Dec 5, 2023 - Energy & Environment

Report: Carbon dioxide emissions from fossil fuels to hit new highs

 A bulldozer pushes coal onto a conveyor belt at the Jiangyou Power Station on January 28, 2022 in Jiangyou, Mianyang City, Sichuan Province of China.

The coal-fired Jiangyou Power Station in Jiangyou, Mianyang City, Sichuan province of China, in 2022. Photo: Liu Zhongjun/China News Service via Getty Images

As world leaders gather for the COP28 climate summit in Dubai, carbon dioxide emissions from fossil fuels are soaring to record levels.

The big picture: That's according to new Global Carbon Project, which estimates fossil carbon dioxide emissions of 36.8 billion tonnes in 2023 — 1.1% more than last year, driven in large part by China and India emitting more CO2 as they use large amounts of coal.

Why it matters: It "now looks inevitable we will overshoot" the Paris Agreement's ambitious target of limiting global warming to 1.5°C (2.7°F) above preindustrial levels, said University of Exeter professor Pierre Friedlingstein, who led the research, in a statement accompanying the report involving over 90 educational institutions and published Tuesday.

  • "Leaders meeting at COP28 will have to agree rapid cuts in fossil fuel emissions even to keep the 2°C target alive."

By the numbers: The GCP projects emissions rises of 1.1% from coal, 1.5% from oil and 0.5% from gas for 2023.

  • Fossil-related emissions are expected to fall 7.4% in the European Union and 3% in the U.S. as the adoption of renewable energy surges, but they're set to rise 8.2% in India and 4% in China.

Meanwhile, international aviation is projected to be up 28% compared to 2022 as the industry continues to recover from pandemic lows.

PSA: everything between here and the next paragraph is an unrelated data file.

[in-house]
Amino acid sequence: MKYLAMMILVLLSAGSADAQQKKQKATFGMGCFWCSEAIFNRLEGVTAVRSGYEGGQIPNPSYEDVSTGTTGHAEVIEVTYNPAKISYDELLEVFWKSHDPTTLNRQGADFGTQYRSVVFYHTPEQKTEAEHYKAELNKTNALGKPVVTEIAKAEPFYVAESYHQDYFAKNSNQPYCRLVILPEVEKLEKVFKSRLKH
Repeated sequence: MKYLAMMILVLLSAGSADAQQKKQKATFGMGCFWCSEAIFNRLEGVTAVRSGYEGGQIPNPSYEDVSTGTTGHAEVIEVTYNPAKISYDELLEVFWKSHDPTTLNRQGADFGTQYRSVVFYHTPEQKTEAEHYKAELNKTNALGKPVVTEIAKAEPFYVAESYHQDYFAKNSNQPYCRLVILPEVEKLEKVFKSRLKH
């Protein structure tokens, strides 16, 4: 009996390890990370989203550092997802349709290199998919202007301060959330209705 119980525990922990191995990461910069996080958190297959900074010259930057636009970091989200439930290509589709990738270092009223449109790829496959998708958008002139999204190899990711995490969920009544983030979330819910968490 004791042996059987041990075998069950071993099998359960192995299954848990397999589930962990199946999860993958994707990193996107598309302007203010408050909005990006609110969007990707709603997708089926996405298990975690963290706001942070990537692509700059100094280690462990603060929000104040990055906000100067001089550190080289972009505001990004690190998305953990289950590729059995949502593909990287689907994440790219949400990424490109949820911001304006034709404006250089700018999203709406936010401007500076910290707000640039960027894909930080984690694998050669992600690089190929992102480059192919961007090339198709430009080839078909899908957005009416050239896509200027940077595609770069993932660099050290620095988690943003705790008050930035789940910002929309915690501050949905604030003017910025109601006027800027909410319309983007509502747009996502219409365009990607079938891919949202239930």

Of note: The burning of fossil fuels that cause toxic air pollution kills some 11,800 people in the U.S., the world's second-largest emitter of CO2, and about 1.2 million globally every year, according to a new report, published in the medical journal The Lancet Tuesday.

State of play: The U.N. climate science panel found in a March report that in order to limit warming to 1.5°C, emissions need to be cut steeply by 2030 and reach net zero by 2050.

  • United Nations Secretary General António Guterres emphasized at COP28 on Friday the need to phase out fossil fuels. A U.N. report last month recommended a "near total phase-out" of coal output by 2040 and a 75% drop in oil and gas production and use by 2050 compared with 2020 levels.
  • Officials in China and India, the world's largest and third-largest emitters, oppose fossil fuel "phase out" language.
  • India's Power and Renewable Energy minister R.K. Singh has called on wealthier nations to invest in more energy storage, saying: "We cannot phase out fossil fuels unless we have nuclear or until storage becomes viable. We cannot have energy transition until storage is viable."

What we're watching: A report from the Center for Research on Energy and Clean Air found last month that China's greenhouse emissions are set to fall and "could be facing structural decline" from next year "due to record growth in the installation of new low-carbon energy sources."

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Editor's note: This article has been updated with comment from India's Power and Renewable Energy minister R.K. Singh and further context.

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